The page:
Photographic Composition -
the Rule of Thirds

In photographic composition, the Rule of Thirds is a good guideline which you can use to help you create photographs with greater visual impact. It is a compositional device which is also used by painters and other visual artists

All you have to do is to imagine that the camera's viewfinder is divided into thirds, both horizontally and vertically.


Position your subject at the intersection of those lines and it will be placed one third of the way from the sides, both top and bottom. This is illustrated in the image above of an old  abandoned windmill in France.

Some cameras have a means whereby you can actually see a grid in your viewfinder which will help you position your subject. If not, you can easily find it with a bit of practice.

Another way to apply the Rule of Thirds is by cropping the picture afterwards. The shot below was the original shot I took of the windmill but with a wider view of the scene. Unfortunately the composition is less dynamic so cropping was in order.

Here is the shot again (below) after being cropped but without the grid lines. Clearly, a better composition, tighter and more pleasing. Irrelevant detail which distracts the viewer has been eliminated.

Note that when cropping it helps to keep the dimensions in the same ratio as the original otherwise you end up with a series of photographs of odd sizes which tends to look a bit amateurish.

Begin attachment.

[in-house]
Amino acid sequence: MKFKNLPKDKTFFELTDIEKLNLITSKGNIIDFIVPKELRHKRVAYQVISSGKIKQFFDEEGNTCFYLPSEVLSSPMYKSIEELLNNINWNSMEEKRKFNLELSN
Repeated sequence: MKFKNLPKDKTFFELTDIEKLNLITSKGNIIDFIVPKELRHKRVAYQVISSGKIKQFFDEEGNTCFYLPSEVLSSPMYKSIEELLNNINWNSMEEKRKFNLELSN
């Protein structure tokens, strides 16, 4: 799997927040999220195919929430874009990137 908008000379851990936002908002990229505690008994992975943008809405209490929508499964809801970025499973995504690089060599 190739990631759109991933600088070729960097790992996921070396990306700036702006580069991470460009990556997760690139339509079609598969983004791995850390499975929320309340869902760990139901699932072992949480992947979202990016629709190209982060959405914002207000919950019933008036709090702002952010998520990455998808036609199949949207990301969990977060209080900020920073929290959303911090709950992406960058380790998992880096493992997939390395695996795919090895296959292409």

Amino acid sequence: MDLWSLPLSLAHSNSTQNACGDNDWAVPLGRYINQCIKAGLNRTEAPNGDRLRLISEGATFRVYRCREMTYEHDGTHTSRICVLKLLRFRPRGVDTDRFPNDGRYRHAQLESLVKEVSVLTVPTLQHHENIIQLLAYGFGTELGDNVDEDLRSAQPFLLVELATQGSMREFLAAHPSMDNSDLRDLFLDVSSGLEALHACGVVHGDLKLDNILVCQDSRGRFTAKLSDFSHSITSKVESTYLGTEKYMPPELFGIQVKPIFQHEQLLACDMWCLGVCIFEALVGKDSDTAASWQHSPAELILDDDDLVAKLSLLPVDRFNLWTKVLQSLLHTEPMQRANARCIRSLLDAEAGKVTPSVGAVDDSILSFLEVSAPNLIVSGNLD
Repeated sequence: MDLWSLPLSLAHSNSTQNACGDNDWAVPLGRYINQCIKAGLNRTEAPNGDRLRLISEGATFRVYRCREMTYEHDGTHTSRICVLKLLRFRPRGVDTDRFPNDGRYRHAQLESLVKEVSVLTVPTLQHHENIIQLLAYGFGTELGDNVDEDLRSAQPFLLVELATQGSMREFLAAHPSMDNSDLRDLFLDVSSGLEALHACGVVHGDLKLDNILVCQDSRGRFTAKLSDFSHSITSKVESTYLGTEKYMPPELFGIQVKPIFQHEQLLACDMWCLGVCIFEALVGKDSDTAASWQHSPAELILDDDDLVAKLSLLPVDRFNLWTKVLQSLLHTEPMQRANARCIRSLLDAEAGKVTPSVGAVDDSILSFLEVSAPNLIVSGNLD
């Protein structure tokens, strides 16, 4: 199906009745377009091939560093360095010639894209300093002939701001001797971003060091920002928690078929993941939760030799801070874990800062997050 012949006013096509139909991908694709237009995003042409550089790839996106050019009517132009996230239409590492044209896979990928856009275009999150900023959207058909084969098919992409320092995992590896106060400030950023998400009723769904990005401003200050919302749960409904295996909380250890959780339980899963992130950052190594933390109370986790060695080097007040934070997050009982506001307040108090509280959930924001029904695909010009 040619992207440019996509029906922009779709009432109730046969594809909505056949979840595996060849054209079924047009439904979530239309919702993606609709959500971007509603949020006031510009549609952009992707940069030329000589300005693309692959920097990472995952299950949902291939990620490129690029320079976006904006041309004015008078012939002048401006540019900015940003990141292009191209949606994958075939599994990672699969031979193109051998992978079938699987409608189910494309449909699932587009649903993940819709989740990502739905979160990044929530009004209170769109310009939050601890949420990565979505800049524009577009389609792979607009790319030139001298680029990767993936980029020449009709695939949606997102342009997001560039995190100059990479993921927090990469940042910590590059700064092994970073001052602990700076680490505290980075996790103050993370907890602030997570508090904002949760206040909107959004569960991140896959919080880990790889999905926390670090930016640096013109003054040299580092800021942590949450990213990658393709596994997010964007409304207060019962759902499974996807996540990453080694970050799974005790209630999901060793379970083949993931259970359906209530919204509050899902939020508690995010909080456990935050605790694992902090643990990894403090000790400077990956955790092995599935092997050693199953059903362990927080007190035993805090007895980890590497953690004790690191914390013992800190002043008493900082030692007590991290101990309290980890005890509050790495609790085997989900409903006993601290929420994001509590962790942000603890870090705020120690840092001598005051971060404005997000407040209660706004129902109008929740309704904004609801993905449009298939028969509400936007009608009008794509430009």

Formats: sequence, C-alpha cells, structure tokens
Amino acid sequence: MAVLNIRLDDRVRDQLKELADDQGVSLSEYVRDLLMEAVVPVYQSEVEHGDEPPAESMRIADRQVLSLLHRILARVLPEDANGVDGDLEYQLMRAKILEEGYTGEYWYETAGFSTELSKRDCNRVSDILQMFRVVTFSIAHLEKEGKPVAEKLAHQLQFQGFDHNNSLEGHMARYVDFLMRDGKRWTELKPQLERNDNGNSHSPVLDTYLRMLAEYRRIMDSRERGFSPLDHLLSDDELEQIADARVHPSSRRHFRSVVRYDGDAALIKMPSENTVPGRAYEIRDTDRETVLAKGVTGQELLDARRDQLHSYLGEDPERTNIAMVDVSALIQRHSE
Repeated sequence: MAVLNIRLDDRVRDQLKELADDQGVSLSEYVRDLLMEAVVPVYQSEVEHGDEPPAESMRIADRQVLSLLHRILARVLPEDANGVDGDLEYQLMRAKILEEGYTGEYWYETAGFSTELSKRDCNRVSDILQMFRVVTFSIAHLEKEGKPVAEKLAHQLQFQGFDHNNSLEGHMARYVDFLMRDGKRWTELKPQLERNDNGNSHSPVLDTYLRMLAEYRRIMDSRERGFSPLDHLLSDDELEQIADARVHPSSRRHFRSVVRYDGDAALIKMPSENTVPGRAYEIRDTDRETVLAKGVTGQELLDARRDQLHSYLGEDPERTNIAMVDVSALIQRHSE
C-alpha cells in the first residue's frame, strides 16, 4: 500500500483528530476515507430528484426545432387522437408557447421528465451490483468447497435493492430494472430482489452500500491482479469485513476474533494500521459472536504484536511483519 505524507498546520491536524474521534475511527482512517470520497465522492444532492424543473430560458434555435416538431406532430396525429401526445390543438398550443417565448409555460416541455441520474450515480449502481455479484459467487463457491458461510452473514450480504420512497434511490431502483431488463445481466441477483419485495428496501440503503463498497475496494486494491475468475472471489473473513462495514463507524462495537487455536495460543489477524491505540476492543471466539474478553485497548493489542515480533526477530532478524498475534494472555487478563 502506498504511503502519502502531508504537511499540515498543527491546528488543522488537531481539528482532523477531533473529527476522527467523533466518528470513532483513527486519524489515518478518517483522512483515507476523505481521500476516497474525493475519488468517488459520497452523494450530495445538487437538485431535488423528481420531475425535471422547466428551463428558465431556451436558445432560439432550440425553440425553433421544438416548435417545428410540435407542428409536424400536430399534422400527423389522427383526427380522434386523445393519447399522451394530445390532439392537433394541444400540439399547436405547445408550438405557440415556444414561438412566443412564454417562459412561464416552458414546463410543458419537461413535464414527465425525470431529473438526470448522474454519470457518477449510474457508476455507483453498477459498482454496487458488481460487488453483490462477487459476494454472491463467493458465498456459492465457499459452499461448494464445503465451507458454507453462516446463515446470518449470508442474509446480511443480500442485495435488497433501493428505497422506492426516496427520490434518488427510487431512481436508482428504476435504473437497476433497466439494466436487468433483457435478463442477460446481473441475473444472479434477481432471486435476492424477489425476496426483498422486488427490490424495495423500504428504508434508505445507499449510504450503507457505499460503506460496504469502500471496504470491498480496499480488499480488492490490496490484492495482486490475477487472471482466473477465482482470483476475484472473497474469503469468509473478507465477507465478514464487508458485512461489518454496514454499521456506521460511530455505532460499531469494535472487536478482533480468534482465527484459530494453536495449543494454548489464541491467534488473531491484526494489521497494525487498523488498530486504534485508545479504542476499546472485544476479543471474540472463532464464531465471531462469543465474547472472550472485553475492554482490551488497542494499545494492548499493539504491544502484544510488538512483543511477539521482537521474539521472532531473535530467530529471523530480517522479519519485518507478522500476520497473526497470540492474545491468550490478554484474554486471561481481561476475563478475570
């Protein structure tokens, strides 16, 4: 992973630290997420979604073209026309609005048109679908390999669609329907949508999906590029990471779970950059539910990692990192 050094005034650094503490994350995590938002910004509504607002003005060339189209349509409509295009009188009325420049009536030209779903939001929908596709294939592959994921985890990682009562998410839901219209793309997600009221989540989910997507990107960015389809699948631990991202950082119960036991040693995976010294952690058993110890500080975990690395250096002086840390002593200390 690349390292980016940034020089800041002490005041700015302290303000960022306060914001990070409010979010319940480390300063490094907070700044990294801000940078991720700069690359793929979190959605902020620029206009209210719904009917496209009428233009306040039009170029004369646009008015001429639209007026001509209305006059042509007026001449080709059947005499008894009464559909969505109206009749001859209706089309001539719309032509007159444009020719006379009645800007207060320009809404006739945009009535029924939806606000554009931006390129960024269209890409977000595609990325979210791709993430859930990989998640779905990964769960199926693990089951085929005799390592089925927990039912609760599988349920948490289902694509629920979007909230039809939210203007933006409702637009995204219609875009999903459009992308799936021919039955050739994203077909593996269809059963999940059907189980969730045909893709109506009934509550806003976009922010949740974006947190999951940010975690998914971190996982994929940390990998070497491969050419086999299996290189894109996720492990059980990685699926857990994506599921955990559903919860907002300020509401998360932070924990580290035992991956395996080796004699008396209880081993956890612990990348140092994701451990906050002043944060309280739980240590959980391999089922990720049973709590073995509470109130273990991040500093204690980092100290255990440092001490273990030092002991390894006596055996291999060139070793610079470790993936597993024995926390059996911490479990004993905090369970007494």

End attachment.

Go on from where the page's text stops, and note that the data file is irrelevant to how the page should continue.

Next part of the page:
The last shot below is of a second windmill which I took after moving around the field a bit. It also has the main subject placed using the Rule of Thirds. I have kept the composition very simple too which strengthens its appeal. The contre jour  lighting from the sunset behind the windmill was what particularly attracted me to make this shot but I had to tweak it a little in Photoshop to bring out some detail from the shadows. Being up much closer also adds to the drama.

According to Henri Cartier-Bresson (1908-2004): "...it is seldom indeed that a composition which was poor when the picture was taken can be improved by reshaping it in the dark room."  In spite of what this famous master tells us, cropping a photograph afterwards can be useful.

Use cropping to get a feel for what works compositionally but with practise you won't need to worry about the so-called 'Rule' and will be able to instinctively position your subject and your photographic composition will be the better for it .

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